Siva Power, known as Solexant Corp until November last year, has announced a new high efficiency for the thin-film copper-indium-gallium-selenide (CIGS) PV technology it has been developing. The 18.8% efficiency – comparable to silicon-based PV devices – was achieved on laboratory-scale cell of size 0.5 cm2 and was independently confirmed by the National Renewable Energy Laboratory (NREL).
Such small cell sizes are not uncommon for proof-of-concept studies. Even if final efficiencies on commercial, large-scale modules are not as high, the achievement is significant from a cost standpoint. Siva Power is hoping that its technology will eventually help it achieve a price point of under $0.40 per watt – significantly lower than other silicon or thin-film based technologies.
The development is particularly interesting considering that Siva Power, in its previous avatar as Solexant Corp, was heavily invested in a completely different thin-film materials technology, the cadmium-telluride (CdTe) technology, which is used by thin film market leader, First Solar. After cancelling its expansion plan to build a 100MW CdTe production line in the US, it instead tripled its R&D budget to investigate a range of thin-film technologies that allowed for a lower cost per watt pathway. After considering GaAs, InP, CZTS and CdTe technologies, the company decided to reinvent itself as Siva Power and adopt CIGS technology due to its attractive long-term cost advantages in February 2013.
It has now been only a year since that announcement and Siva Power has already demonstrated an impressive laboratory efficiency and is now seeking to build a 300 MW manufacturing facility. This is larger than any other thin-film production line by a factor of 3 and easily bigger than most crystalline silicon production lines by a factor of 10.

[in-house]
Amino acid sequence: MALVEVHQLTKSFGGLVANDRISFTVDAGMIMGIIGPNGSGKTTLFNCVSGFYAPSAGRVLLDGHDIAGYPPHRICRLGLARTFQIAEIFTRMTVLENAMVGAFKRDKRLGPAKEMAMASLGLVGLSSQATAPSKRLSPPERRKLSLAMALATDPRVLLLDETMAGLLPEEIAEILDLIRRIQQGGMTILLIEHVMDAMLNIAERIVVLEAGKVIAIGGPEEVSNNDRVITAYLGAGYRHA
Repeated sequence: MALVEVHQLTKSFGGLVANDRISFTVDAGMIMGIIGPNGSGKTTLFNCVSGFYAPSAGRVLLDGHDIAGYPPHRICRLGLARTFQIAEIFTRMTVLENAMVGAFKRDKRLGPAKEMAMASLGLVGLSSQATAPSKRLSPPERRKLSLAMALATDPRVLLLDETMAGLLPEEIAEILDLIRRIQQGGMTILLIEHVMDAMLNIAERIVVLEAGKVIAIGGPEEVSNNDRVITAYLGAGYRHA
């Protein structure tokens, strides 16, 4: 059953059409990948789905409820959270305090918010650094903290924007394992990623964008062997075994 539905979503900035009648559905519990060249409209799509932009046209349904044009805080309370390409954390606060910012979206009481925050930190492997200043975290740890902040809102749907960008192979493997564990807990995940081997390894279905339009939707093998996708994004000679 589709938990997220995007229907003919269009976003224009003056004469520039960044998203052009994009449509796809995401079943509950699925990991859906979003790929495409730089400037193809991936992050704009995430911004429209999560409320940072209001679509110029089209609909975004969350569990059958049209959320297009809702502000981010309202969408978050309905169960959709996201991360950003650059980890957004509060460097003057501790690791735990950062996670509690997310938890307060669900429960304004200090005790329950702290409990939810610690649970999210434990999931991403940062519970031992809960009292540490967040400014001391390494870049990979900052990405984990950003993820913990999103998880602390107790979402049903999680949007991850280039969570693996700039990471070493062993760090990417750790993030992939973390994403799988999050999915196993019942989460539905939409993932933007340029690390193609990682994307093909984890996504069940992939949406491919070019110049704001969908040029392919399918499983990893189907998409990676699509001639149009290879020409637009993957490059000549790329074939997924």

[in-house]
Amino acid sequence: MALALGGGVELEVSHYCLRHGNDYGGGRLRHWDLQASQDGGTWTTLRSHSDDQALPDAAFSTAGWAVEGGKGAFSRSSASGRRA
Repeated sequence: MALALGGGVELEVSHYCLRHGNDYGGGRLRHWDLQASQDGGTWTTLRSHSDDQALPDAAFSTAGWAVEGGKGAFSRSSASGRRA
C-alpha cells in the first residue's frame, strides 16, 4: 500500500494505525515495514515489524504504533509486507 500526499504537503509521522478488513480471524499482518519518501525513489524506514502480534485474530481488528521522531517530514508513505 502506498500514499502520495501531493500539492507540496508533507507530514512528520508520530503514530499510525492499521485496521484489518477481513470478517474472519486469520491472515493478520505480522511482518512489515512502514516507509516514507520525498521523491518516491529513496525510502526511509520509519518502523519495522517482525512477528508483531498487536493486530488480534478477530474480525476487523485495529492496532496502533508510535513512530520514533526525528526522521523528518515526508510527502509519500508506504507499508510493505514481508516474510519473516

With other companies typically 5 years or more to reach such efficiencies, Siva Power looks well positioned to beat the majority of CIGS manufacturers at the pace of development and production scaling. In achieving 18.8 percent efficiency, Siva Power has also nearly equalled the cell performances of renowned international research institutes such as NREL, the Swiss Federal Laboratory for Materials Science and Technology (EMPA) and Center for Solar Energy and Hydrogen Research (ZSW), who have been involved in CIGS research for over 20 years. Says CEO, Brad Mattson, “We plan to break the world record this year, and the trajectory indicates we have a good chance.”
All such CIGS efficiency records over the past two decades, including the high efficiency attained by Siva Power, have been possible through the use of multi-stage co-evaporation – a process used for depositing the thin films of materials used to construct the cell. Emphasizing that scaling this technology is key to achieving low costs, Mattson says, “Two years of data-driven research and analysis has led us to pursue a co-evaporated CIGS via monolithic integration on glass technology.”
Image Credit: Siva Power
Mattson claims the technology is ready for manufacturing, “One interesting point is that our average efficiency is relatively close to this maximum. In other words, we are not selecting an outlier to get a record. This indicates the process is more stable and repeatable than others think CIGS would be, more transferable to manufacturing”. Emphasising further that the company is focused on manufacturing and not breaking records, he says, “..we are testing the process we want to transfer to manufacturing, not a specialized process designed to achieve records.”
Sharing Mattson’s optimism for a CIGS future in the PV market, Siva Power’s advisory board member, Dr. Rommel Noufi stated, “It has been frustrating to see CIGS technology breaking efficiency records for many years, but not see that technical success translate into success in the commercial arena. In Siva Power I see the technology, the team, and the technical and business leadership to bring CIGS to the scale it deserves.”
Top image via Siva Power
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